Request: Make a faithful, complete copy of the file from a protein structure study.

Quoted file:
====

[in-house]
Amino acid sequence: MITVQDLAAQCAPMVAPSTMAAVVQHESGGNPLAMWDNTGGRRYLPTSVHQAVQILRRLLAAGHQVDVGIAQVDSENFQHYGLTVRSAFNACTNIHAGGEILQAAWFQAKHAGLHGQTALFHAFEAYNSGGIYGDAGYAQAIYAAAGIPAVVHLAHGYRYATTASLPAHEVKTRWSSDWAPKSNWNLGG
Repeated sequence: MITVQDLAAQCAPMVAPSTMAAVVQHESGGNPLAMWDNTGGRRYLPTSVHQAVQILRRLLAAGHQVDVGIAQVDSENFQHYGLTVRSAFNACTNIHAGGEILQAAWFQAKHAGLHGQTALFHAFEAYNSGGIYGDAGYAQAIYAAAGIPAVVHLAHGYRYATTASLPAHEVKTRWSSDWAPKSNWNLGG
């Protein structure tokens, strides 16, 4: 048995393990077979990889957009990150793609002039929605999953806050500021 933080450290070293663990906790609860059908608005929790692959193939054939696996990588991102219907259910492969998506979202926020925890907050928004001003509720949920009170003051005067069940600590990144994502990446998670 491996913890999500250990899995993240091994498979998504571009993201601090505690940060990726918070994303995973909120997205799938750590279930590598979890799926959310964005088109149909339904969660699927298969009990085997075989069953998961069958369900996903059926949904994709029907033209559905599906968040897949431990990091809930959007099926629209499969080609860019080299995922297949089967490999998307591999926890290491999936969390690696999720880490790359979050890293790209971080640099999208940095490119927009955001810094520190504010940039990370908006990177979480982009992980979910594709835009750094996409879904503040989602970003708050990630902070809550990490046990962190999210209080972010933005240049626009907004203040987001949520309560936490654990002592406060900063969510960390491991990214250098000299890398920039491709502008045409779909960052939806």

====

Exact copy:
[in-house]
Amino acid sequence: MITVQDLAAQCAPMVAPSTMAAVVQHESGGNPLAMWDNTGGRRYLPTSVHQAVQILRRLLAAGHQVDVGIAQVDSENFQHYGLTVRSAFNACTNIHAGGEILQAAWFQAKHAGLHGQTALFHAFEAYNSGGIYGDAGYAQAIYAAAGIPAVVHLAHGYRYATTASLPAHEVKTRWSSDWAPKSNWNLGG
Repeated sequence: MITVQDLAAQCAPMVAPSTMAAVVQHESGGNPLAMWDNTGGRRYLPTSVHQAVQILRRLLAAGHQVDVGIAQVDSENFQHYGLTVRSAFNACTNIHAGGEILQAAWFQAKHAGLHGQTALFHAFEAYNSGGIYGDAGYAQAIYAAAGIPAVVHLAHGYRYATTASLPAHEVKTRWSSDWAPKSNWNLGG
């Protein structure tokens, strides 16, 4: 048995393990077979990889957009990150793609002039929605999953806050500021 933080450290070293663990906790609860059908608005929790692959193939054939696996990588991102219907259910492969998506979202926020925890907050928004001003509720949920009170003051005067069940600590990144994502990446998670 491996913890999500250990899995993240091994498979998504571009993201601090505690940060990726918070994303995973909120997205799938750590279930590598979890799926959310964005088109149909339904969660699927298969009990085997075989069953998961069958369900996903059926949904994709029907033209559905599906968040897949431990990091809930959007099926629209499969080609860019080299995922297949089967490999998307591999926890290491999936969390690696999720880490790359979050890293790209971080640099999208940095490119927009955001810094520190504010940039990370908006990177979480982009992980979910594709835009750094996409879904503040989602970003708050990630902070809550990490046990962190999210209080972010933005240049626009907004203040987001949520309560936490654990002592406060900063969510960390491991990214250098000299890398920039491709502008045409779909960052939806």